Defendant, Christopher Thomas Berry, was indicted for three counts of aggravated rape, a Class A felony, and one count of domestic assault, a Class A misdemeanor. On January 19, 2007, Defendant entered a plea of guilty as to one of the felony counts, to the lesser included offense of aggravated assault, a Class C felony. The trial court sentenced Defendant as a Range II, multiple offender, to eight years, with Defendant placed on probation after serving one year in confinement. As part of the negotiated plea agreement, the State entered a nolo prosequi as to the other counts of the indictment. On September 6, 2007, a probation violation warrant was issued in which the State alleged that Defendant had violated the terms of his probation by failing to pass a drug screen test. Following a revocation hearing, the trial court revoked Defendant's probation and ordered him to serve his sentence in confinement. On appeal, Defendant challenges the trial court's revocation of his probation. After a thorough review, we affirm the judgment of the trial court.



Court: TCCA


Jeffrey A. DeVasher, Assistant Public Defender (on appeal); Ross E. Alderman, District Public Defender (at trial) and Amy D. Harwell, Assistant Public Defender (at trial), Nashville, Tennessee, for the Defendant-Appellant, Genaro Edgar Espinosa Dorantes.

Robert E. Cooper, Jr., Attorney General and Reporter; Preston Shipp, Assistant Attorney General; Victor S. Johnson, III, District Attorney General; Katrin N. Miller and Brian K. Holmgren, Assistant District Attorneys General, for the Appellee, State of Tennessee.


Defendant-Appellant, Genaro Edgar Espinosa Dorantes ("Dorantes") was convicted by a Davidson County jury of first degree felony murder during the perpetration of aggravated child abuse and aggravated child abuse by infliction of injury. For the felony murder conviction, Dorantes received a mandatory sentence of life imprisonment. The trial court later sentenced him as Range I, standard offender to a consecutive term of twenty-two years' incarceration for the aggravated child abuse conviction. Dorantes argues: (1) the record is insufficient to support both his conviction for first degree felony murder based on aggravated child abuse and his conviction for aggravated child abuse; (2) the trial court erred in admitting certain photographs of the victim's body; (3) the trial court erred when it refused to provide a special jury instruction that ensured that the verdicts were based on acts of abuse rather than a continuing course of neglect; (4) the trial court erred in denying his motion to require the State to make an election of offenses; and (5) his sentence of twenty-two years for the aggravated child abuse conviction was excessive. After a careful review of the record and the issues presented, we conclude the evidence is insufficient to support the aggravated child abuse conviction; therefore, we reverse and vacate the conviction for the aggravated child abuse and modify Dorantes' sentence to life imprisonment. The judgment of the trial court for the felony murder conviction is affirmed.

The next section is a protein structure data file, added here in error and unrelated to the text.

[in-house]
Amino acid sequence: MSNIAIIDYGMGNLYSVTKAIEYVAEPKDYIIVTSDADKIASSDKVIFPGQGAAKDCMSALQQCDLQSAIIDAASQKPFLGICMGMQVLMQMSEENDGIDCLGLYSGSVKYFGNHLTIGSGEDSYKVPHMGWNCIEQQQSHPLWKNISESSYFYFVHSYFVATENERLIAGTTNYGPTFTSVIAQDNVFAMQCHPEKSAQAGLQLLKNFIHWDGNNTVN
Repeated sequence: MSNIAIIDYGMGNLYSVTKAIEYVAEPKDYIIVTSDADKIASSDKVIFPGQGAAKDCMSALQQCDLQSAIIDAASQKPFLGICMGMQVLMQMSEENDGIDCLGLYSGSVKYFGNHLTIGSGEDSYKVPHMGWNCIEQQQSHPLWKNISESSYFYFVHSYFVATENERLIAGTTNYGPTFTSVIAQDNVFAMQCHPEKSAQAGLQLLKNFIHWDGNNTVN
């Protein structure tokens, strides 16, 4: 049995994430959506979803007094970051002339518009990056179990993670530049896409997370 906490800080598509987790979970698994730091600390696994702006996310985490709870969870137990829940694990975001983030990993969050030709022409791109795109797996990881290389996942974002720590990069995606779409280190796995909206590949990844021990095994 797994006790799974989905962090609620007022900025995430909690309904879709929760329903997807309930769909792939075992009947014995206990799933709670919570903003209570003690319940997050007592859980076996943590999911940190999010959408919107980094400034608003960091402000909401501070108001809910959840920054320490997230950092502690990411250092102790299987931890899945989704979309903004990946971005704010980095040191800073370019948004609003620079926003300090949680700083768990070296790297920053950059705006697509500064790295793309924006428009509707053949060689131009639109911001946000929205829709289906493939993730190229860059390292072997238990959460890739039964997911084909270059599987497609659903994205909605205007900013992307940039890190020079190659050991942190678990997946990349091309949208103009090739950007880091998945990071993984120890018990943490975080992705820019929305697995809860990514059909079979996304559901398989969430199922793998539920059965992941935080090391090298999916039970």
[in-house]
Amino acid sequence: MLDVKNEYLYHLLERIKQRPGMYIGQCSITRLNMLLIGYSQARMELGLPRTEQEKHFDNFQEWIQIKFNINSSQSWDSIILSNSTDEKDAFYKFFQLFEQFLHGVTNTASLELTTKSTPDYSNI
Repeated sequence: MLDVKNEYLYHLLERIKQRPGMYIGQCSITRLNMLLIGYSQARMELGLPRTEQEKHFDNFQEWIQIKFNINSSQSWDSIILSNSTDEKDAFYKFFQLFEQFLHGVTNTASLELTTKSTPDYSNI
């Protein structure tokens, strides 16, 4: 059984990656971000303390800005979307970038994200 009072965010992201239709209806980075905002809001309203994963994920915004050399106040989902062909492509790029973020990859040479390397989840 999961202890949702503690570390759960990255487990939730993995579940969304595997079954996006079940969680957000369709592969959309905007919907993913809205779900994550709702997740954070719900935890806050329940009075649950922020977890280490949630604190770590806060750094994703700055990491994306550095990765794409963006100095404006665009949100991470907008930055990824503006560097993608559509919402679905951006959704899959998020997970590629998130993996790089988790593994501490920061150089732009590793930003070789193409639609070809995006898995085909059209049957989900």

TIPTON concurring and dissenting


Court: TCCA


Douglas A. Trant, Knoxville, Tennessee, for the appellant, Jeremy Hardison.

Robert E. Cooper, Attorney General and Reporter; Benjamin A. Ball, Assistant Attorney General: Micheal T. Bottoms, District Attorney General, for the appellee, State of Tennessee.


Petitioner Jeremy Hardison filed, by and through counsel, a Petition for Writ of Habeas Corpus, attacking his conviction in Knox County Criminal Court for possession with intent to sell more than 26 grams of cocaine in a school zone. Upon motion of the Respondent, the Circuit Court of Wayne County summarily dismissed the petition. Petitioner has appealed, and following the filing of Petitioner's brief, the state filed a motion for this Court to affirm by memorandum opinion pursuant to Rule 20 of the Rules of the Court of Criminal Appeals of Tennessee. Finding merit in the motion, we affirm.



Court: TCCA


Johnny L. McGowan, Jr., Mountain City, Tennessee, pro se.

Robert E. Cooper, Jr., Attorney General and Reporter; David H. Findley, Assistant Attorney General; and William Whitesell, District Attorney General, for the appellee, State of Tennessee.

Judge: WITT

The petitioner, Johnny L. McGowan, Jr., appeals from the habeas corpus court's denial of his "Motion to Recall and Vacate Partial Habeas Corpus Order Based Upon Newly Established Habeas Law." Because no appeal as of right lies from the denial of such a motion, we dismiss his appeal.



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About this publication: Today's News is a compilation of digests of news reports of interest to Tennessee lawyers compiled by TBA staff, links to digested press releases, and occasional stories about the TBA and other activities written by the TBA staff or members. Statements or opinions herein are those of the authors and do not necessarily reflect those of the Tennessee Bar Association, its officers, board or staff.